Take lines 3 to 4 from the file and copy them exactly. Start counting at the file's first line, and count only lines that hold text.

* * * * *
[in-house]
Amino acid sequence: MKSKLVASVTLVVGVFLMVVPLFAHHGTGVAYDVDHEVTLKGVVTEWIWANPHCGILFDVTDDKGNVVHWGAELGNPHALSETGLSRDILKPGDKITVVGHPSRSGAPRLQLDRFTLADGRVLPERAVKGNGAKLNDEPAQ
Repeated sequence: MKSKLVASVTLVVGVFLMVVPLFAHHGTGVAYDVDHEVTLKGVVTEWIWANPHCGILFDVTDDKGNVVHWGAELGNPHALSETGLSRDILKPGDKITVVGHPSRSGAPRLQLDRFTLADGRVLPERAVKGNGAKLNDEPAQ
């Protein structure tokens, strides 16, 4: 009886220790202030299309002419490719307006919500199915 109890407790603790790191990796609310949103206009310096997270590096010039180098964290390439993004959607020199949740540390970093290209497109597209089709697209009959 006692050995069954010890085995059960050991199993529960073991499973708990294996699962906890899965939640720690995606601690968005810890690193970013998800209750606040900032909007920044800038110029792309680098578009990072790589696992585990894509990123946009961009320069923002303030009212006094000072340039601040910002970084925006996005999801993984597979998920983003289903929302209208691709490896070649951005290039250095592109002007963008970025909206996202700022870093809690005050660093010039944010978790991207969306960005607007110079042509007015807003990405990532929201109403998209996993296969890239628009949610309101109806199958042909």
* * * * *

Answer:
Repeated sequence: MKSKLVASVTLVVGVFLMVVPLFAHHGTGVAYDVDHEVTLKGVVTEWIWANPHCGILFDVTDDKGNVVHWGAELGNPHALSETGLSRDILKPGDKITVVGHPSRSGAPRLQLDRFTLADGRVLPERAVKGNGAKLNDEPAQ
């Protein structure tokens, strides 16, 4: 009886220790202030299309002419490719307006919500199915 109890407790603790790191990796609310949103206009310096997270590096010039180098964290390439993004959607020199949740540390970093290209497109597209089709697209009959 006692050995069954010890085995059960050991199993529960073991499973708990294996699962906890899965939640720690995606601690968005810890690193970013998800209750606040900032909007920044800038110029792309680098578009990072790589696992585990894509990123946009961009320069923002303030009212006094000072340039601040910002970084925006996005999801993984597979998920983003289903929302209208691709490896070649951005290039250095592109002007963008970025909206996202700022870093809690005050660093010039944010978790991207969306960005607007110079042509007015807003990405990532929201109403998209996993296969890239628009949610309101109806199958042909």